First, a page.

Synergies that attract international investment
Foreign businesses have flocked to Grenoble-Isère’s chemical parks, attracted by the competitiveness-enhancing synergies they have to offer. Several noteworthy companies have set up operations in the area over the past few years: Chinese chemical giant ChemChina (140,000 employees worldwide and €26 billion of revenue) has invested €110 million in its Roches-Roussillon subsidiary, Adisseo, over the past three years, and plans to invest an additional €140 million over the next three. Adisseo (€1.2 billion of revenue) is a recognized expert in animal feed and is the world’s second-leading producer of methionine, an amino acid used in poultry, pig, and ruminant feed. The company also makes vitamin A and formulates and distributes a complete line of products for livestock breeders.
PTT Global Chemical, Thailand’s largest petrochemical company ($15 billion of revenue in 2010), recently expanded into Pont-de-Claix with the acquisition of a majority stake in a joint venture with Sweden-based Perstorp, which already had operations in Grenoble-Isère. The joint venture, Vencorex, produces and sells aromatic isocyanates, a raw material used in the manufacture of soft polyurethane foams and aliphatic isocyanates—key ingredients in paints and coatings. Vencorex will soon invest more than €150 million to upgrade its production facilities at Pont-de-Claix as part of a broader plan to boost the company’s R&D capacity, make its production facilities more competitive, and gain market share.
Last but not least, competitive cluster Axelera (see interview in this issue), the world’s only green chemistry cluster, will spur further growth in a vibrant industry that has been growing steadily for decades. The world’s population is growing, creating new societal, environmental, and economic challenges—and Grenoble-Isère’s chemical industry is poised to play a key role in developing innovative solutions for this changing world.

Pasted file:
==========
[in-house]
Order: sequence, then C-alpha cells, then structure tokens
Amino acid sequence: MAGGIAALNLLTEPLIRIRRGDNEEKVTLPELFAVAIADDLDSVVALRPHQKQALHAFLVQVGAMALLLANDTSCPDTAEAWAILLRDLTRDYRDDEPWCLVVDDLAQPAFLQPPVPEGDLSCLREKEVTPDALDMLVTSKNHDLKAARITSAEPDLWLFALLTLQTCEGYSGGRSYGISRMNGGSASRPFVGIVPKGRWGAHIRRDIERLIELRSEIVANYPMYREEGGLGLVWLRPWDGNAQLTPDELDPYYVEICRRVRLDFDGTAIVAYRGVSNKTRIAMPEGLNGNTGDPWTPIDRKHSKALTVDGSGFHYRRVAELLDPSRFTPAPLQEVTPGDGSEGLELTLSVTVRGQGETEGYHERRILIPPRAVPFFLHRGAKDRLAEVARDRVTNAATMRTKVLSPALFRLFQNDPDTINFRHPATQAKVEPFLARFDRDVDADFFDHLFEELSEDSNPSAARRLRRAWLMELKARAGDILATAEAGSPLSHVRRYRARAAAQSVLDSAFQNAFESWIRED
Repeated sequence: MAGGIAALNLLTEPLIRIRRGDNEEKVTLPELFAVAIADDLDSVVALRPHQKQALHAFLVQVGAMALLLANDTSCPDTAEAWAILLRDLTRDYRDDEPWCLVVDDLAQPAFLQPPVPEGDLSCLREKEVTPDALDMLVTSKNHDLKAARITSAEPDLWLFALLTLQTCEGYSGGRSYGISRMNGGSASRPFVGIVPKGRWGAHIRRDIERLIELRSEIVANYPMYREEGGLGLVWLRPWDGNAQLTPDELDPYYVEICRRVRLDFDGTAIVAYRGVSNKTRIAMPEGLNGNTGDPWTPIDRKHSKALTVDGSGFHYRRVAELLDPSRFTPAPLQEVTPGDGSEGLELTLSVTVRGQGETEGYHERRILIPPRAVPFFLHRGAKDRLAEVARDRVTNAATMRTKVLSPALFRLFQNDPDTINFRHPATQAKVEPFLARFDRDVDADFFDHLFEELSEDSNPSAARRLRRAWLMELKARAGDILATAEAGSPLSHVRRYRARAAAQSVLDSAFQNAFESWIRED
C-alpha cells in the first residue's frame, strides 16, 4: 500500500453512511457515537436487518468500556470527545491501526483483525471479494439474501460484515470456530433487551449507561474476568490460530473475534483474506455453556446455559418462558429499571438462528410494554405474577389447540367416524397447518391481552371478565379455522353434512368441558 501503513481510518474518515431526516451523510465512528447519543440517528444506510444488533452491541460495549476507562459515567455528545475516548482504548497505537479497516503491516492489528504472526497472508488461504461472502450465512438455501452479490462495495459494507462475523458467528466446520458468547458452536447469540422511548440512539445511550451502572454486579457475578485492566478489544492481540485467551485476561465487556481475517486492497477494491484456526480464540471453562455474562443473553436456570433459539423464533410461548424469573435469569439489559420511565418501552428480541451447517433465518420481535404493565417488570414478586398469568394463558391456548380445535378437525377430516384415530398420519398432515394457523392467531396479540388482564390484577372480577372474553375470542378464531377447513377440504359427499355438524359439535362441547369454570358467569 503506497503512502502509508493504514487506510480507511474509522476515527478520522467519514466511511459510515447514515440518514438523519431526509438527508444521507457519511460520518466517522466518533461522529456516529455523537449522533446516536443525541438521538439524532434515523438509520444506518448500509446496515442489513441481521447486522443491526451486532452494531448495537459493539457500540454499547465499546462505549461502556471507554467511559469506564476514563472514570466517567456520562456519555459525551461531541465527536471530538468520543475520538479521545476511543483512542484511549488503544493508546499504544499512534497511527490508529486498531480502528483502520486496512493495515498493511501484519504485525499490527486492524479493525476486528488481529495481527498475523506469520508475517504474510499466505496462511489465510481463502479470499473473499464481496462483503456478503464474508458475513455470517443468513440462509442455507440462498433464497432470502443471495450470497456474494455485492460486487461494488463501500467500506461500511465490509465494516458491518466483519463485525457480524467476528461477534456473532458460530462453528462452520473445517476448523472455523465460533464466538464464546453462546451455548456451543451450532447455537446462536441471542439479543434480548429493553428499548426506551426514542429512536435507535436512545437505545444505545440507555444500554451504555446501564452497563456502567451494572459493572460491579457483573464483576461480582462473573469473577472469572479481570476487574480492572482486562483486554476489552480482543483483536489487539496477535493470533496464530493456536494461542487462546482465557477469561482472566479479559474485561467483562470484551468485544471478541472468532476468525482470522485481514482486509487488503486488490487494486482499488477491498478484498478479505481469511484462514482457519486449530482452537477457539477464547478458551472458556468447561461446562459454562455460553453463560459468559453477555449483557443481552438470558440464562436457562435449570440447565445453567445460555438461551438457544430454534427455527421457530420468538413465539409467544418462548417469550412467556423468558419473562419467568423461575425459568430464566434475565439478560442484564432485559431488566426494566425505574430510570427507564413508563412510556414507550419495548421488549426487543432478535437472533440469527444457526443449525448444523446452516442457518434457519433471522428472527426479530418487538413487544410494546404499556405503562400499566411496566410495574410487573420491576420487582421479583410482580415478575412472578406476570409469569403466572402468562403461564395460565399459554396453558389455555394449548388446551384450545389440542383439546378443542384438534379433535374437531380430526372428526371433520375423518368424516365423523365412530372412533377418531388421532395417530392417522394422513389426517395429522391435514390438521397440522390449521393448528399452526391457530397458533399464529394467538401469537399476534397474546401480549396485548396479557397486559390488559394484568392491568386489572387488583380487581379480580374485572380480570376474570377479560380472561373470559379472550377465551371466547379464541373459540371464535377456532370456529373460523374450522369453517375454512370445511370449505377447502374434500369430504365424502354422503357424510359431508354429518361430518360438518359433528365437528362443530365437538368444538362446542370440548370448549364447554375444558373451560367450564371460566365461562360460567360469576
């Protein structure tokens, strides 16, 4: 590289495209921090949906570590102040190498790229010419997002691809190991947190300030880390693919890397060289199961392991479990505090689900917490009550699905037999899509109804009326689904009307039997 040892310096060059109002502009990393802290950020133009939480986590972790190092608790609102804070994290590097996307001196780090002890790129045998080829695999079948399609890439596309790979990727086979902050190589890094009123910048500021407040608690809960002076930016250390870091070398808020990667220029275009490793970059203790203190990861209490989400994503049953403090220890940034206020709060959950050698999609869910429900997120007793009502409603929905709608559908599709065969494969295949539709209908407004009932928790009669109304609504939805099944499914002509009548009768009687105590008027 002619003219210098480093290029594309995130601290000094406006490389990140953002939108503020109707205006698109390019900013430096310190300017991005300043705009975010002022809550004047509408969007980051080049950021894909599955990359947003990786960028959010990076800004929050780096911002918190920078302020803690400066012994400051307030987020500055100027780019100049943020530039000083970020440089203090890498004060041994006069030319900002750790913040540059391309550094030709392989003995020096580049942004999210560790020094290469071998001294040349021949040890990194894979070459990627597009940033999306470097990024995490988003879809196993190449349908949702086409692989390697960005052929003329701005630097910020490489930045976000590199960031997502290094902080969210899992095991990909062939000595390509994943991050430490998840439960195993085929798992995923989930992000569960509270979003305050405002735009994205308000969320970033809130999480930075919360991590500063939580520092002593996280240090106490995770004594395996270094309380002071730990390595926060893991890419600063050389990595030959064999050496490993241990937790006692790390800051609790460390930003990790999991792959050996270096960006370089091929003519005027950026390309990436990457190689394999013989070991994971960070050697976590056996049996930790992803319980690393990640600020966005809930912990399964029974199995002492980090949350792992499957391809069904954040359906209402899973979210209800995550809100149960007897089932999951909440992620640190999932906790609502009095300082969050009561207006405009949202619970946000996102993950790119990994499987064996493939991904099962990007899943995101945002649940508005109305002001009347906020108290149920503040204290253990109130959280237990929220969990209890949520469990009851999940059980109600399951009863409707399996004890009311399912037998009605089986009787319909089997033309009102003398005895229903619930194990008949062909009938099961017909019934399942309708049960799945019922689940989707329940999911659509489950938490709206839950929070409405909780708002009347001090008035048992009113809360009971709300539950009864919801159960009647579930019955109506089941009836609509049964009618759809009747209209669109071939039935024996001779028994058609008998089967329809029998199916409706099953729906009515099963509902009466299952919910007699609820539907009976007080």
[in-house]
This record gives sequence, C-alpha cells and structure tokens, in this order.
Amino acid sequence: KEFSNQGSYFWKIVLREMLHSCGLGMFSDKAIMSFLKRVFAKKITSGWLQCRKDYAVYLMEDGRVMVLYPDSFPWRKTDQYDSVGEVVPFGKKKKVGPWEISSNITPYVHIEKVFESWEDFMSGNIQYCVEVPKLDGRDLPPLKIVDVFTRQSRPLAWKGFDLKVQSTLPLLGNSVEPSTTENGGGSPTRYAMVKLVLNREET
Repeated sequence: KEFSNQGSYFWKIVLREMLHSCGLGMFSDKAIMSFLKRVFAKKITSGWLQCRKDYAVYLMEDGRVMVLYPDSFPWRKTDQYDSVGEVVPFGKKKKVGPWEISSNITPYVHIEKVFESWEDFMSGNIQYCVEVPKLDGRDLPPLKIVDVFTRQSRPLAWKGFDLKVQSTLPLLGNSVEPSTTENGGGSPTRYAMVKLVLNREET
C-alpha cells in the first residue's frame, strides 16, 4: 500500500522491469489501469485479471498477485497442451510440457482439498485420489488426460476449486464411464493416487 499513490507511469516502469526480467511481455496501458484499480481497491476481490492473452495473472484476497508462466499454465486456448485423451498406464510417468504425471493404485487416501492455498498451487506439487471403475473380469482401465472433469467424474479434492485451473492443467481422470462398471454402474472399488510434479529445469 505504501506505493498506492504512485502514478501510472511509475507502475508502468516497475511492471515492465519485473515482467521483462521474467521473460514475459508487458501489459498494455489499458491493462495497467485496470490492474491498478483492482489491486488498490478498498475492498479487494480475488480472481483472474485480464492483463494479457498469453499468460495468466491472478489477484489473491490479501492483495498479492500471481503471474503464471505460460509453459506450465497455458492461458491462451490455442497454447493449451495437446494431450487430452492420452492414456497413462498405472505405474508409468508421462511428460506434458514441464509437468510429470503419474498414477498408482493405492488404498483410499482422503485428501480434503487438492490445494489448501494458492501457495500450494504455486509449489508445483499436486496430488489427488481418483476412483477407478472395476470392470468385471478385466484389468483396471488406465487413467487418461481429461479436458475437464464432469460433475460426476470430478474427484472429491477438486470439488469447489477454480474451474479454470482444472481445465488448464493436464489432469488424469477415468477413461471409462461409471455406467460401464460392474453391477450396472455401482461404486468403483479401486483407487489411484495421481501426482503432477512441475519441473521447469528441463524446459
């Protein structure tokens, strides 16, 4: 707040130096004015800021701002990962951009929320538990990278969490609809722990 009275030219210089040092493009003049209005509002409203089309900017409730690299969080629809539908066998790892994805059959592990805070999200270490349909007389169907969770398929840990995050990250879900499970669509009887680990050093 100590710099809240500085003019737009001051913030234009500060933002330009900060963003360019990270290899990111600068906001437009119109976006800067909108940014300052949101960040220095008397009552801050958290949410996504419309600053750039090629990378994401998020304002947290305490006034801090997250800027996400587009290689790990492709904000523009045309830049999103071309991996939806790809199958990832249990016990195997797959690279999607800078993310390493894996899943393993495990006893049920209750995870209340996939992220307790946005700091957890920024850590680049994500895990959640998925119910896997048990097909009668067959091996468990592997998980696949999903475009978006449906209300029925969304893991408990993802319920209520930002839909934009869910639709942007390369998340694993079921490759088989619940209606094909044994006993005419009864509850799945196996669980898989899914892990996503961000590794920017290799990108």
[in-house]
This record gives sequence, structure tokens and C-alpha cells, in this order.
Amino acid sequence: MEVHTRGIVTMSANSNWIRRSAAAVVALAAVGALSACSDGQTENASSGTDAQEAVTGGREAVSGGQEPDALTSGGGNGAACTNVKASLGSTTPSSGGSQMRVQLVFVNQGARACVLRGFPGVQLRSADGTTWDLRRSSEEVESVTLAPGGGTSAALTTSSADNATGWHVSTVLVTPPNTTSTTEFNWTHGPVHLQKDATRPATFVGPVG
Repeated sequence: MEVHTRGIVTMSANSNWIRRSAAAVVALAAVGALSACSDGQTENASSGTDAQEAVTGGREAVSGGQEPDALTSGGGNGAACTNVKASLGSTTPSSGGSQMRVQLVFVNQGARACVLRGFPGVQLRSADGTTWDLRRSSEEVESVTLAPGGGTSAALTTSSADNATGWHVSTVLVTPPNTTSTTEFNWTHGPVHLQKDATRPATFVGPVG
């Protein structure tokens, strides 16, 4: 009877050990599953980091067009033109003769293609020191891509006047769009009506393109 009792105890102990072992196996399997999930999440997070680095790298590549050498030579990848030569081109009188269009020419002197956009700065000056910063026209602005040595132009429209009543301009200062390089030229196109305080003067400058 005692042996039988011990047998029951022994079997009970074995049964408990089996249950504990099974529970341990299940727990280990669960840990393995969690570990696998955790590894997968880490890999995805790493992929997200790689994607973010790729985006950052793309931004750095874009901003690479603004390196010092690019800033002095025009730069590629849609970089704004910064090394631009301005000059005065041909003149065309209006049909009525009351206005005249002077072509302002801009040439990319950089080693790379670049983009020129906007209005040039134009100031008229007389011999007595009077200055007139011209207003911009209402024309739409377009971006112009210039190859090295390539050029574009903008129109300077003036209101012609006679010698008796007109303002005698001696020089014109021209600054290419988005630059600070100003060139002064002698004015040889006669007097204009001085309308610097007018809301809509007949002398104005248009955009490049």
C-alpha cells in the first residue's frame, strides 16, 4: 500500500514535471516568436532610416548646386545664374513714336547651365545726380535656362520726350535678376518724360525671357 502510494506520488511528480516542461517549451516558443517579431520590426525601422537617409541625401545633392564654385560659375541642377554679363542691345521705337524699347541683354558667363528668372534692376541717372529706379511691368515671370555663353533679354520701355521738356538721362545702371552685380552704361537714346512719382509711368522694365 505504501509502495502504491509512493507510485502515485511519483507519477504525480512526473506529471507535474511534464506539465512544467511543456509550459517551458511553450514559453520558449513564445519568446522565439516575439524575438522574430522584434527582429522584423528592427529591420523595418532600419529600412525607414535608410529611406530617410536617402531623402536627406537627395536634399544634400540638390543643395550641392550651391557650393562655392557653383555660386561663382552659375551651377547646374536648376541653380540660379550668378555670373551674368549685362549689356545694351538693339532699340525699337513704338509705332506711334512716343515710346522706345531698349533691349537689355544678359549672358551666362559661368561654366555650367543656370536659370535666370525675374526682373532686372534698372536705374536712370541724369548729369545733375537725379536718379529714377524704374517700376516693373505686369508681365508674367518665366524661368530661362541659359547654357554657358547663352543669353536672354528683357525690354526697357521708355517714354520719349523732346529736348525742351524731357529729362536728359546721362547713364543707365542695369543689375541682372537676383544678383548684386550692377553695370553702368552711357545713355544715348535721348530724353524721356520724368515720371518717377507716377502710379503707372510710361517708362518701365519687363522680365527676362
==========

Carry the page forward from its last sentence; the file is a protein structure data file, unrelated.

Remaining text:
The Grenoble chemical park
The Jarrie chemical park
The Roches-Roussillon chemical park
Well worth a closer look, Grenoble-Isère’s rich historic and cultural heritage includes defensive fortifications from the Middle Ages, religious buildings, and Renaissance-era dwellings. The two-thousand-year history of the chateau at Vizille—one of the area’s most emblematic monuments—includes a pivotal meeting in July 1788 that shaped the French Revolution. The chateau at Sassenage, a superb example of 17th-century French architecture, boasts beautifully-landscaped grounds. And the chateau at Le Touvet, originally built as a fortress in the Middle Ages, was expanded in the 18th century with beautiful architectural elements that reflect the way the local nobility lived at that time. The chateau’s five-hectare grounds, which were designed in 1750, are replete with manicured gardens, topiaries, and water features. One thing that all of these monuments have in common is their exceptional surroundings—Grenoble-Isère’s legendary alpine landscapes. And they are the perfect starting point for a tour of the area’s 800 churches, temples, chapels, priories, and monasteries.
The Musée de Grenoble is currently running a temporary exhibit on Die Brücke (“The Bridge”), a German avant-garde movement that was an early forerunner to 20th-century expressionism.
A reflection of the radical movements that swept Dresden, Germany, and all of Europe at the start of the 20th century, Die Brücke was founded in 1905 by four students—Ernst Ludwig Kirchner, Fritz Bleyl, Erich Heckel, and Karl Schmidt-Rottluff—who shared the same unconventional outlook. Die Brücke artists eschewed traditional academic styles and embraced influences ranging from Van Gogh and Munch to the primitive arts. They used bright colors and bold drawing techniques to express strong emotion as directly as possible through free, instinctive, and exalted artistic creation. Their works sowed the seeds of a movement that would later come to be known as expressionism.
While the exhibit mainly features works on paper, Die Brücke artists were also prolific makers of woodcut prints—a medium to which they gave a new dimension. Often compared to the Fauvist movement in France, German expressionism revolutionized 20th-century art. The exhibit will run until June 17, 2012.